Effects of diet, physical fitness and hormones on high density lipoprotein (part I: Diet)

L. C. Lyu*, Chun Lai Yi Chun Lai, W. H. Wu

*Corresponding author for this work

Research output: Contribution to journalArticlepeer-review


High density lipoprotein (HDL) plays the central role n reverse cholesterol transport, which with highest density and abundant protein component of the lipoprotein moieties. Nascent HDL accepts unesterified cholesterol from peripheral tissues, esterified the free cholesterol and moves cholesterol ester to the core of HDL, then carries the cholesterol ester to liver for further metabolism. Therefore, HDL decreases the peripheral cholesterol deposition and reduces the risk for developing atherosclerotic diseases. In 1988 and 1993, both versions of the National Cholesterol Education Program in U.S.A. added HDL-Cholesterol (HDL-C) less than 35 mg/dL as a risk for coronary heart disease along with other risk factors such as diabetes and hypertension. The nutritionists in Taiwan often were asked the questions like 'is it necessary to raise the HDL level? and 'How to raise the HDL level?' by the clients and other medical professionals. The first review of this HDL series will focus on dietary factors on HDL-C concentration. There was a negative correlation between carbohydrate intake and HDL-C. However, fat and cholesterol intakes were positively correlated with HDL-C levels in most epidemiological and clinical studies. The types of fatty acid with various carbon numbers and positions of double bonds affect HDL-C differently. Protein intake was not significantly correlated with HDL- C. The universal agreement is that alcohol consumption is the most significant dietary factor for HDL level.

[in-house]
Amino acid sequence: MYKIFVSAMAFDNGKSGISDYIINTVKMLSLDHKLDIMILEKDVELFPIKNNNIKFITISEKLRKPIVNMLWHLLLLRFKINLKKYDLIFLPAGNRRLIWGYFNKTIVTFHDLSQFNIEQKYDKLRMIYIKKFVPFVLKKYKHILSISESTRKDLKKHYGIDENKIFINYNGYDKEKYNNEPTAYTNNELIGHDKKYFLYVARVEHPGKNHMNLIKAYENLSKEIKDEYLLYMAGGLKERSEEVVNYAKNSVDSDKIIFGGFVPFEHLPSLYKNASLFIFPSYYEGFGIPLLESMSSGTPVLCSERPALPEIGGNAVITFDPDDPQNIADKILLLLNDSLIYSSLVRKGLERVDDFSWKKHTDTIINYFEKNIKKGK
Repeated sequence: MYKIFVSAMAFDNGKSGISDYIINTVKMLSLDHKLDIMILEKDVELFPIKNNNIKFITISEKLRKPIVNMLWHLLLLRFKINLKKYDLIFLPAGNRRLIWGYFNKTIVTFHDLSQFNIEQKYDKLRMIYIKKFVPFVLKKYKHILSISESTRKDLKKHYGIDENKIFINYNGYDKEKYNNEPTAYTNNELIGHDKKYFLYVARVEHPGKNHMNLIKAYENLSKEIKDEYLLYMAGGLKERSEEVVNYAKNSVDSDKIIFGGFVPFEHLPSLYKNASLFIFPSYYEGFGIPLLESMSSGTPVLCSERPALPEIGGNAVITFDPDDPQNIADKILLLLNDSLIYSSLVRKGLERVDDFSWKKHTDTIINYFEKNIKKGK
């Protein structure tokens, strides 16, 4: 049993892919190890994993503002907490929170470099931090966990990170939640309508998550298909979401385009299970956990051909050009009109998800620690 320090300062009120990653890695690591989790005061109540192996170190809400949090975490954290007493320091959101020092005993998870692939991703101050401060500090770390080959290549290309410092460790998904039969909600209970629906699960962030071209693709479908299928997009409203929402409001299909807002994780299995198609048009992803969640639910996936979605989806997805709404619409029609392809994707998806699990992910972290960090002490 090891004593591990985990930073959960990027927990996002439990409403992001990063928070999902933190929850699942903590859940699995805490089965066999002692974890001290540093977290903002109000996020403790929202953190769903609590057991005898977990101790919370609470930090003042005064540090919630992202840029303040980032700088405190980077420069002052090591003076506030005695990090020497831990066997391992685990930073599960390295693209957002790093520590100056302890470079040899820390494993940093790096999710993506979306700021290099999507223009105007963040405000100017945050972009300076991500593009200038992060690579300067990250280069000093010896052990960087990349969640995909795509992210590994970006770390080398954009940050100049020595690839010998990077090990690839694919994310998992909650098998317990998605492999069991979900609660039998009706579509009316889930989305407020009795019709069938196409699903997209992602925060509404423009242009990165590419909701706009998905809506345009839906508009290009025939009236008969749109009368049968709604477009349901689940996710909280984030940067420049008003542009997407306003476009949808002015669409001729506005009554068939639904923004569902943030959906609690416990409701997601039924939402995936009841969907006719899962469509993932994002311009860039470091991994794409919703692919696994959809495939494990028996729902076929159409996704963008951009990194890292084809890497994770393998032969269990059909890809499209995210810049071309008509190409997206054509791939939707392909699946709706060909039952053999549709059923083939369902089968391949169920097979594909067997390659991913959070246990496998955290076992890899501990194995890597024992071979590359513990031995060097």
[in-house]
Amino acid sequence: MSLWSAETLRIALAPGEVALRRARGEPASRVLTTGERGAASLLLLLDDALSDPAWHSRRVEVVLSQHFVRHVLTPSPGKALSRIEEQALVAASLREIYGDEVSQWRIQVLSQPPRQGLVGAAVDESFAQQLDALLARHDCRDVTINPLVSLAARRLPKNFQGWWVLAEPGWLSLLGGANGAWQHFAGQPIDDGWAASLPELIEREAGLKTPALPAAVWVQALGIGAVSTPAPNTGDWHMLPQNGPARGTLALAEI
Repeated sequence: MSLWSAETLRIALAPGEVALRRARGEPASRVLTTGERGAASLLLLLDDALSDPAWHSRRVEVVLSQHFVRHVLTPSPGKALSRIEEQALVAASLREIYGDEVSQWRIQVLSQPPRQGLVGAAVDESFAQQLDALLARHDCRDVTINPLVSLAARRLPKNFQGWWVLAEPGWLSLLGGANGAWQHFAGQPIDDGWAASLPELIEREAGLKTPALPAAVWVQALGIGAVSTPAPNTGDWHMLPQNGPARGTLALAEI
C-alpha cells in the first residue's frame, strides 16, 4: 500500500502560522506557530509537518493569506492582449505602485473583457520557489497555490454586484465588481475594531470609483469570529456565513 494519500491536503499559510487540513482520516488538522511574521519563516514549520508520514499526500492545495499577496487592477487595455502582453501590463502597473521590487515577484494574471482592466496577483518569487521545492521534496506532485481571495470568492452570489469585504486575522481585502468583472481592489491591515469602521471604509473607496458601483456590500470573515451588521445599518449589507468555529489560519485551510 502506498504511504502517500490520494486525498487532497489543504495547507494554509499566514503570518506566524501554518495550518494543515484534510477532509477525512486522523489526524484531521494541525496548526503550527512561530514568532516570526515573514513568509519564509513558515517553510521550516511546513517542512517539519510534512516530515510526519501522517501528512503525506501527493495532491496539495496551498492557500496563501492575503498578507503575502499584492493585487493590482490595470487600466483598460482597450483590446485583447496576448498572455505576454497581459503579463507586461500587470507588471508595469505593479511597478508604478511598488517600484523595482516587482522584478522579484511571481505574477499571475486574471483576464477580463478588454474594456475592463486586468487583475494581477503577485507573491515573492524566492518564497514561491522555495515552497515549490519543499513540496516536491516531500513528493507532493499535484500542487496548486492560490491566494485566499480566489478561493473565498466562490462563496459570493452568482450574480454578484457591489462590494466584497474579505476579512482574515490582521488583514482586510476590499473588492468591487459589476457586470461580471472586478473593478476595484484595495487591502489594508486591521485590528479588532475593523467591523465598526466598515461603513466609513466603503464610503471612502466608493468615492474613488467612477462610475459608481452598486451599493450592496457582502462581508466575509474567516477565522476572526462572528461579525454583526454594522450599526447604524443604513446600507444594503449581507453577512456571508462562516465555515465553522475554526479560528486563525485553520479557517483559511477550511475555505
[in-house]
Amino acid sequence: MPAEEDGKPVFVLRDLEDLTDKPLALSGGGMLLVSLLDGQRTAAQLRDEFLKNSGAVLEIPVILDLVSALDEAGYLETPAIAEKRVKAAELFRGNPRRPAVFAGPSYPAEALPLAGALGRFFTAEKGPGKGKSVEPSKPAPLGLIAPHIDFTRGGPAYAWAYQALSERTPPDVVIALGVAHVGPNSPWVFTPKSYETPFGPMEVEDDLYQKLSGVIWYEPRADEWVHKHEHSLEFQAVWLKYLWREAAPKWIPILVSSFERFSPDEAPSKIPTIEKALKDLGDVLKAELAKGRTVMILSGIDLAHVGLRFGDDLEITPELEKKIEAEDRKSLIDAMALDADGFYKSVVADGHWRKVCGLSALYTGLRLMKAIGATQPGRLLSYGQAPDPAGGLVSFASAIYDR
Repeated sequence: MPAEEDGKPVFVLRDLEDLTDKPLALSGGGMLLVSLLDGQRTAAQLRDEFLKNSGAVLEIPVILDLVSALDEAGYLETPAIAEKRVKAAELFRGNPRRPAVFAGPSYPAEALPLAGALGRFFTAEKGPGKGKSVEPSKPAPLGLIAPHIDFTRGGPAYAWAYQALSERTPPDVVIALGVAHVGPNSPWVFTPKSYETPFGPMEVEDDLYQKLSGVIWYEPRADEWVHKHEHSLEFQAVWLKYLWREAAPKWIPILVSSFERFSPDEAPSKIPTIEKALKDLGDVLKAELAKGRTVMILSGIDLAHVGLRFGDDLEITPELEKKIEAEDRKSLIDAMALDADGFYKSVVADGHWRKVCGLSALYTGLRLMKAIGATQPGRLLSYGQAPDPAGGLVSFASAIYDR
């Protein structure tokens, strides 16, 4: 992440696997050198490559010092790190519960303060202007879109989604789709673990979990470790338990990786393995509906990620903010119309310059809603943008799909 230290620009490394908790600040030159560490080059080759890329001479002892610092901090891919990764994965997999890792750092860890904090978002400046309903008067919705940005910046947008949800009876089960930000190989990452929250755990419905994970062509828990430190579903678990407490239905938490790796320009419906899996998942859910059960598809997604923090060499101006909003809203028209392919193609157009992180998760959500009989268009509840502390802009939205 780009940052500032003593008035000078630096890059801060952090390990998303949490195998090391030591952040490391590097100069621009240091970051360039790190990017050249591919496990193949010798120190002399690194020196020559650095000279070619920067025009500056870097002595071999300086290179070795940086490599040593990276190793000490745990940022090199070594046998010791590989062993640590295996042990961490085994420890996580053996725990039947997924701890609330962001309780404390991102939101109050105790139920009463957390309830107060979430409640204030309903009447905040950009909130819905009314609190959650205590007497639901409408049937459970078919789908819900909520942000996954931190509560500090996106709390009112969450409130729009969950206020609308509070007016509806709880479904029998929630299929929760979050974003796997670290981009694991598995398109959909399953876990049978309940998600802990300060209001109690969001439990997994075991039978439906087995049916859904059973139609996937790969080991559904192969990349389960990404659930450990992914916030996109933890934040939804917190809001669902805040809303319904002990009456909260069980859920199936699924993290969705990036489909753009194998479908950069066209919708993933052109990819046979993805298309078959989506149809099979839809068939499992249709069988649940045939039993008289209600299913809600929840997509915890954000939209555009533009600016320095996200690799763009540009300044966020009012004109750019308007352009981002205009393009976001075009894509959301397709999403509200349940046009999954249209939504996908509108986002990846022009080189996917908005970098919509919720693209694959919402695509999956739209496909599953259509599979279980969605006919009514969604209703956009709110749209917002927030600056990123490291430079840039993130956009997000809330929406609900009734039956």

Original languageEnglish
Pages (from-to)215-227
Number of pages13
JournalNutritional Sciences Journal
Issue number3
Publication statusPublished - 1999


  • Alcohol
  • Carbohydrate
  • Cholesterol
  • Diet
  • Fat
  • High density lipoprotein

ASJC Scopus subject areas

  • Medicine (miscellaneous)
  • Nutrition and Dietetics


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